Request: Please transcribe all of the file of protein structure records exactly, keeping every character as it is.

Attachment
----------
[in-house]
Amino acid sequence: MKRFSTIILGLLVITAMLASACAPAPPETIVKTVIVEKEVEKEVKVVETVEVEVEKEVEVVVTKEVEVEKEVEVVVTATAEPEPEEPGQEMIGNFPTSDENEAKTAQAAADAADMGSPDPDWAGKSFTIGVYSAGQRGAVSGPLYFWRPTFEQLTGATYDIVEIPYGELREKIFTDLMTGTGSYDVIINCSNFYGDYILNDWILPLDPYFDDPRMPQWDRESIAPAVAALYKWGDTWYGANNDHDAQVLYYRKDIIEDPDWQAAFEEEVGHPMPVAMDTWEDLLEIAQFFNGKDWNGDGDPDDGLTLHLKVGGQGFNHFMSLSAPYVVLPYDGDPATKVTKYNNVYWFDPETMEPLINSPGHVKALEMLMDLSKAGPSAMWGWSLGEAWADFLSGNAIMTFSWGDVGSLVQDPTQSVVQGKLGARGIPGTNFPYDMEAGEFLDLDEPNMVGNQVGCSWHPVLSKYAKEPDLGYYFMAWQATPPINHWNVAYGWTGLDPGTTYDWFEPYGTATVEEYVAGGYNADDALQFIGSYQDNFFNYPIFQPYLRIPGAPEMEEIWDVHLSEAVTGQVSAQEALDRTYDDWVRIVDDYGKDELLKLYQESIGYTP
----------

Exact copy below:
[in-house]
Amino acid sequence: MKRFSTIILGLLVITAMLASACAPAPPETIVKTVIVEKEVEKEVKVVETVEVEVEKEVEVVVTKEVEVEKEVEVVVTATAEPEPEEPGQEMIGNFPTSDENEAKTAQAAADAADMGSPDPDWAGKSFTIGVYSAGQRGAVSGPLYFWRPTFEQLTGATYDIVEIPYGELREKIFTDLMTGTGSYDVIINCSNFYGDYILNDWILPLDPYFDDPRMPQWDRESIAPAVAALYKWGDTWYGANNDHDAQVLYYRKDIIEDPDWQAAFEEEVGHPMPVAMDTWEDLLEIAQFFNGKDWNGDGDPDDGLTLHLKVGGQGFNHFMSLSAPYVVLPYDGDPATKVTKYNNVYWFDPETMEPLINSPGHVKALEMLMDLSKAGPSAMWGWSLGEAWADFLSGNAIMTFSWGDVGSLVQDPTQSVVQGKLGARGIPGTNFPYDMEAGEFLDLDEPNMVGNQVGCSWHPVLSKYAKEPDLGYYFMAWQATPPINHWNVAYGWTGLDPGTTYDWFEPYGTATVEEYVAGGYNADDALQFIGSYQDNFFNYPIFQPYLRIPGAPEMEEIWDVHLSEAVTGQVSAQEALDRTYDDWVRIVDDYGKDELLKLYQESIGYTP